MOCA's "Modify, As Needed" Surveys Artists Who Appropriate Found Materials
The Chilean artist, who had a GoPro camera strapped to his head, spent most of the day weaving mattresses, sheets of cardboard, rubber rafts, sofa cushions, album covers, books, and sundry materials through the bars at both ends of the space between the Waltman Ortega Fine Art and Praxis International Art galleries.
From across the street, as the afternoon progressed, the artist's project, titled Para_site, began to look like an abstract mural. Packer is in town for the exhibit "Modify, As Needed," opening this Thursday at the Museum of Contemporary Art.
The exhibit, organized by Ruba Katrib, MOCA's associate curator, showcases the work of 11 artists who use readily accessible materials and employ playful tactics in making their art. In addition to Packer, participants include Kathryn Andrews, Darren Bader, Nina Beier, Karl Holmqvist, Adriana Lara, Natalia Ibáñez Lario, José Carlos Martinat, Nicolás Paris, Nick Relph, and Anders Smebye.
Packer says his project deals with the notion of how fences segregate people from one another, the concept of private versus public property, and how contemporary society has become more isolating and restrictive. "My idea of the fence is as a device that functions as a barrier to keep us from confronting the 'other,' or that perceived potential enemy we fear or seek protection from," he says.
"You see fences everywhere walling off private property. You see bars on windows in people's homes. This restriction of space -- areas one is denied access to -- also reminds one of prisons and of a growing surveillance society."
Meanwhile José Carlos Martinat is unintentionally spoofing Miami's plastic-surgery-addled vibe. He has developed a technique to give walls a face peel. In his native Peru, he typically appropriates political signs and slogans painted on public buildings and private homes using liquid glue.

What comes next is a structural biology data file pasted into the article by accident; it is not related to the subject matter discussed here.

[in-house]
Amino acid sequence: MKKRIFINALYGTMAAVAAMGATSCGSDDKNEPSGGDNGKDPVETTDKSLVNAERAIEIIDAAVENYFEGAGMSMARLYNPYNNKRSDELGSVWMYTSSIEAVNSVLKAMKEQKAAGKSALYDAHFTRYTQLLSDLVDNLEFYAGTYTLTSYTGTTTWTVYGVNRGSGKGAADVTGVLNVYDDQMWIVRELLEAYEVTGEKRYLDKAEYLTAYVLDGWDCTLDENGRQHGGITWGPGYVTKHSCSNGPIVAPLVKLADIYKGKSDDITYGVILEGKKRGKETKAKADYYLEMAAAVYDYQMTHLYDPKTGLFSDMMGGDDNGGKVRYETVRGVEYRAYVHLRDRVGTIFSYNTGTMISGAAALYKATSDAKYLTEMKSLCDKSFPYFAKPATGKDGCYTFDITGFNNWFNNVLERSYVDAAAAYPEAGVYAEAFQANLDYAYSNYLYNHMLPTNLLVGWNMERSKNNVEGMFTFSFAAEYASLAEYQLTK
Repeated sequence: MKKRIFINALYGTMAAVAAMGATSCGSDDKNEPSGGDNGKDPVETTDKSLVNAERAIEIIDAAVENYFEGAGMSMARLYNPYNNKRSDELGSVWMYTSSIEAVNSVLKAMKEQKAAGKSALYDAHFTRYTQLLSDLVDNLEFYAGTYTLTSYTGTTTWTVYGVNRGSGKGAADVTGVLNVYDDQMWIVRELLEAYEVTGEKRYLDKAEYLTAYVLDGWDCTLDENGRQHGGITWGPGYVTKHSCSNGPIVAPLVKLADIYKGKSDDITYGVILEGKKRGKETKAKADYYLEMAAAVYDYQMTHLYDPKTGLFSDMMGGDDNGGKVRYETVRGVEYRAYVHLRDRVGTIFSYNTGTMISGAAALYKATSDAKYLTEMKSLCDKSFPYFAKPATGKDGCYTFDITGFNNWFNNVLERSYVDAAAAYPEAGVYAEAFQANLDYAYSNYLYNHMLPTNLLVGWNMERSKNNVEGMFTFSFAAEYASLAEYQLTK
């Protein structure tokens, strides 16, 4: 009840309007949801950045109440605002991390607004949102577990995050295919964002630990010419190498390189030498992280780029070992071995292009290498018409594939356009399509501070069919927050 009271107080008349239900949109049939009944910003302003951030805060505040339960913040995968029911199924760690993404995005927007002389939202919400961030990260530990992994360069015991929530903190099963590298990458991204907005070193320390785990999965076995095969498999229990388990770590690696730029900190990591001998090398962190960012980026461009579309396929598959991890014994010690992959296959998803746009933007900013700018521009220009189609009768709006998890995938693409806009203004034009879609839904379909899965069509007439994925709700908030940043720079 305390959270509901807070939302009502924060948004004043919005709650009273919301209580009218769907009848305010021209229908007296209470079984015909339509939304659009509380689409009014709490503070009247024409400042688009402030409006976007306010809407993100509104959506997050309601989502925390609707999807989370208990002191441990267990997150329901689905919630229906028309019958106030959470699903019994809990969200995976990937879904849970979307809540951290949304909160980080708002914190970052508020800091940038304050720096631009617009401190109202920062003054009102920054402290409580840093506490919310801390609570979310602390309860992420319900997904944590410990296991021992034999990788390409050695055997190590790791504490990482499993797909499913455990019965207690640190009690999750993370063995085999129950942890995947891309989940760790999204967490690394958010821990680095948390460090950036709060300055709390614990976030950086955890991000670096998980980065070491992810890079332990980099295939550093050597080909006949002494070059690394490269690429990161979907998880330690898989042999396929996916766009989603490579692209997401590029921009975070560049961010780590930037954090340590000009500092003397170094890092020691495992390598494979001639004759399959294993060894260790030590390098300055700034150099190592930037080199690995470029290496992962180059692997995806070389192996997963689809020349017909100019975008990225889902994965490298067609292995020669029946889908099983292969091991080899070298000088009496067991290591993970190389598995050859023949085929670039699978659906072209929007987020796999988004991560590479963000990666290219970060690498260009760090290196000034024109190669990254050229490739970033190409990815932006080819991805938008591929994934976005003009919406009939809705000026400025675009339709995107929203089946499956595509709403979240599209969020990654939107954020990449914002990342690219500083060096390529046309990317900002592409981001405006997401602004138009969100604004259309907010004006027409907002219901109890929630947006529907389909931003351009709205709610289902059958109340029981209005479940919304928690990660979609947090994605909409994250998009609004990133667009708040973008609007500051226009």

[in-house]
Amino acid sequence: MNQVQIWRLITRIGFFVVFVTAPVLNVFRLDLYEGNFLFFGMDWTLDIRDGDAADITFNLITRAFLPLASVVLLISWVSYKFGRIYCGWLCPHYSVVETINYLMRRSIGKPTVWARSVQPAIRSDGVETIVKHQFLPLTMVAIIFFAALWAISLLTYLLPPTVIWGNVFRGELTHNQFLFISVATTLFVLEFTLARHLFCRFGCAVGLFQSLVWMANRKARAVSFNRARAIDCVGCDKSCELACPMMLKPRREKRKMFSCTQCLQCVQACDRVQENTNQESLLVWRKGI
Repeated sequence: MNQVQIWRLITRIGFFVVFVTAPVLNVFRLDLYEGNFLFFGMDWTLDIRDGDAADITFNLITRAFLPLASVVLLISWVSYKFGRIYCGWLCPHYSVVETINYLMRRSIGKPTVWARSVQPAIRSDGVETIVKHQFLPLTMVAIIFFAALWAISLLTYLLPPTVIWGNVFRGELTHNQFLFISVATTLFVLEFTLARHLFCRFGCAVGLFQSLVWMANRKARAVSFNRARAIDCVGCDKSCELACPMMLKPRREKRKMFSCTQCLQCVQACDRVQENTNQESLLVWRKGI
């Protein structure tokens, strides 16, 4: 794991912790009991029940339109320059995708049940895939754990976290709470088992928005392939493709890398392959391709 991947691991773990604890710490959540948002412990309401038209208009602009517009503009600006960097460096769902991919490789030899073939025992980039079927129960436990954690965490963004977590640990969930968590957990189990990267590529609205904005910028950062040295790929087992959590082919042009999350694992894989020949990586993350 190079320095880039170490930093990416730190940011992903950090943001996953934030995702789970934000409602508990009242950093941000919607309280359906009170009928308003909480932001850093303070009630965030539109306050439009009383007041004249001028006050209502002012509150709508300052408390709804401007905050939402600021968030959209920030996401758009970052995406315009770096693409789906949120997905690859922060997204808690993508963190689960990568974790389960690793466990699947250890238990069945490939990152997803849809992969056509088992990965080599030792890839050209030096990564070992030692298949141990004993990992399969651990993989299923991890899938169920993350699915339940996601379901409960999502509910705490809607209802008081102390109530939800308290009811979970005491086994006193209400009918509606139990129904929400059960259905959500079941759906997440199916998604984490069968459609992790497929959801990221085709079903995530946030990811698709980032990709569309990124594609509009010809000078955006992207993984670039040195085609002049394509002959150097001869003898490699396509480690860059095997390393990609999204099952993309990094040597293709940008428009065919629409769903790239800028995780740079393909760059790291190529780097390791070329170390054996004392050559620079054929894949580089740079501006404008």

"I paint over the signs with the stuff, and when it dries, I peel off the sections or individual letters to create my own words or slogans in response on the same wall," he explains. Martinat says the first piece he made was the word mentira (lie) in his series Ejercicios Superficiales (Superficial Exercises).
"I'll appropriate one letter from each of the different painted signs to create my own. The political campaigns back home are very aggressive; some of these signs have letters up to three meters in height. It's crazy -- the stuff is painted everywhere, creating this huge visual noise," Martinat says.
Last year, when the artist appropriated bits of graffiti to exhibit in a gallery, several graffiti artists stormed the space and defaced the walls in protest, even assaulting the art dealer with cans of spray paint. "They waited for him outside and covered him with spray," Martinat says. "But they were very respectful of my other work and left it untouched. It's ironic because I was working with the notions of some who see graffiti as vandalism of public space."
At MOCA, the artist will show a 12-by-12-foot section of museum wall whose surface he peeled back until it curled down to the floor.
Look for the full preview in this week's issue.
There will be an opening reception this Thursday from 7 to 9 p.m. "Modify, As Needed" will be up through November 13 at the Museum of Contemporary Art (770 NE 125th St., North Miami) Call 305-893-6211or visit mocanomi.org.
Follow Cultist on Facebook and Twitter @CultistMiami.